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D e bb i e Was s e r m a n S c h u lt z

• • • We must take the same commonsense approach to reforming our nation’s tax code. It must ensure that everyone pays their fair share in order to reduce our deficit and invest in future economic growth. Unfortunately, Washington has become so paralyzed that in the past few years, there has been little room for even commonsense reforms. Republicans have become absolutely enraged about the raising of the debt ceiling. For all the political strife in Capitol Hill’s history, a party had never refused to raise the debt ceiling as a negotiating tactic, because the consequences of refusing were so unthinkable: America would default on its bills and ruin its credit. Our entire economy relies upon the premise that the United States stands behind the value of its currency and will repay any debts incurred. If the United States suddenly stopped paying its bills, no one would want to loan us money, the value of the dollar could collapse, and foreign investors would be running for the exits. There would be economic chaos not only in this country but worldwide. In other words, it would be crazy to do this to ourselves. The first sign of trouble came in the summer of 2011 as President Obama sought a deal to raise the debt ceiling. Republicans in Congress refused to grant their support unless the President met their demands: draconian budget cuts aimed squarely at programs that benefit the middle class, seniors, and the poor. In effect, they were playing a high-stakes game of chicken with the economy. President Obama and congressional Democrats wanted a more balanced approach to deficit reduction, which would include both spending cuts and raising revenue by eliminating tax breaks for individuals whose income placed them among the top 1–2 percent of U.S. households. Ultimately, in August 2011, with the economy hanging in the balance, Republicans got their “cuts-only” deal. I have spent my career opposing cuts like those that came with that legislation. I hated the deal, but I voted for it, because unlike Republicans I wasn’t willing to let America default on its bills. I also knew that we couldn’t engage in a “my way or the highway” approach to governing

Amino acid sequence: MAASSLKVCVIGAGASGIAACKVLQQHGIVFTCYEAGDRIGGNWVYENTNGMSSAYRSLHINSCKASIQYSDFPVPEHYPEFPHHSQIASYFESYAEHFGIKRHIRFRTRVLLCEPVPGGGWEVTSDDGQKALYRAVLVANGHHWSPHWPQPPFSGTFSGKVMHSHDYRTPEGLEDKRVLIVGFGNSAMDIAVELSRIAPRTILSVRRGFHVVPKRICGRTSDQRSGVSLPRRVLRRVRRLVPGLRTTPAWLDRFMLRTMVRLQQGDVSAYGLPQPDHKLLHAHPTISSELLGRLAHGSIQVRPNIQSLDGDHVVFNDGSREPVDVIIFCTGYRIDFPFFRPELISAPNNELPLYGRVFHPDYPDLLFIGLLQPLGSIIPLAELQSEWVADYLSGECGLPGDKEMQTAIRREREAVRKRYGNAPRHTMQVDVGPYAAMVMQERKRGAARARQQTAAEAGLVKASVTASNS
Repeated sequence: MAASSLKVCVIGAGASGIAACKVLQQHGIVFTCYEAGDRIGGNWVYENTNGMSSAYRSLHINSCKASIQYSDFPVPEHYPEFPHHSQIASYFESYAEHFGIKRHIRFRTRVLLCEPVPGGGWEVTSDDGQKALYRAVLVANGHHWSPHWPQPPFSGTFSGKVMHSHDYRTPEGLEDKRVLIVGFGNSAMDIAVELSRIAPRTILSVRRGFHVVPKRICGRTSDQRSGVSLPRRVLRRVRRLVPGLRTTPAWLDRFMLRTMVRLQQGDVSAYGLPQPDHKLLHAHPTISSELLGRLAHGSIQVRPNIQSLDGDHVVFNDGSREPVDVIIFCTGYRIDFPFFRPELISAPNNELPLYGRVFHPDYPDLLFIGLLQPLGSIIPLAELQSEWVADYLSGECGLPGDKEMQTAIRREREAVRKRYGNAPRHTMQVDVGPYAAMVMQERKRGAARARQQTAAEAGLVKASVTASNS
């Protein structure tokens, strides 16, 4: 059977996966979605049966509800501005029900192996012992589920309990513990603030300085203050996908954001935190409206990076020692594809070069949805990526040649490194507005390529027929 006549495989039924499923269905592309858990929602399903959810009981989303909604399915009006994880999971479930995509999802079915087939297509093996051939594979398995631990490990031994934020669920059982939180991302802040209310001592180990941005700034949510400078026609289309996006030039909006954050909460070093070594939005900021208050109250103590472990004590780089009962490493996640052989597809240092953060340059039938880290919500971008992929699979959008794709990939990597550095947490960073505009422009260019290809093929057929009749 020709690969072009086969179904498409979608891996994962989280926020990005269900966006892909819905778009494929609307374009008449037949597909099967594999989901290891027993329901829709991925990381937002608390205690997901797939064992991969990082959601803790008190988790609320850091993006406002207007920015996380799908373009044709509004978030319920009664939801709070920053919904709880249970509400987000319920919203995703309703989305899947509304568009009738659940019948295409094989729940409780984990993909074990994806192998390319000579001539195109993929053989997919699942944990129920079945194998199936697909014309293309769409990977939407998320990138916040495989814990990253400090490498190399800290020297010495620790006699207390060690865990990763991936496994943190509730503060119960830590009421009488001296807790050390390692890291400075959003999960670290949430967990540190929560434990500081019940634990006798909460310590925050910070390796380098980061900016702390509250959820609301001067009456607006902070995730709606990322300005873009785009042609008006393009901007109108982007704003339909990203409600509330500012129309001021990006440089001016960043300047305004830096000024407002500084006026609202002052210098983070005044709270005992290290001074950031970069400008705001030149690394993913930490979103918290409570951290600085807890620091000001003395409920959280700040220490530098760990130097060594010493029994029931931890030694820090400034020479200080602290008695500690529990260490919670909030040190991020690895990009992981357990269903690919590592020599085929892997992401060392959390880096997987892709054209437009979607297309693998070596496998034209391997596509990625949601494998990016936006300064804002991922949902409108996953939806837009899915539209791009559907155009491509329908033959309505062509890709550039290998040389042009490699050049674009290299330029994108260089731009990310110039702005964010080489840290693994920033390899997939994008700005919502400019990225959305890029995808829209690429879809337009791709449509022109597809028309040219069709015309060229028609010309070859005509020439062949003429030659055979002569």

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8/24/13 1:15 AM

For The Next Generation (Ch. 1)  

Congresswoman and Democratic National Committee Chair Debbie Wasserman Schultz challenges the nation to resolve tough issues for future gene...

For The Next Generation (Ch. 1)  

Congresswoman and Democratic National Committee Chair Debbie Wasserman Schultz challenges the nation to resolve tough issues for future gene...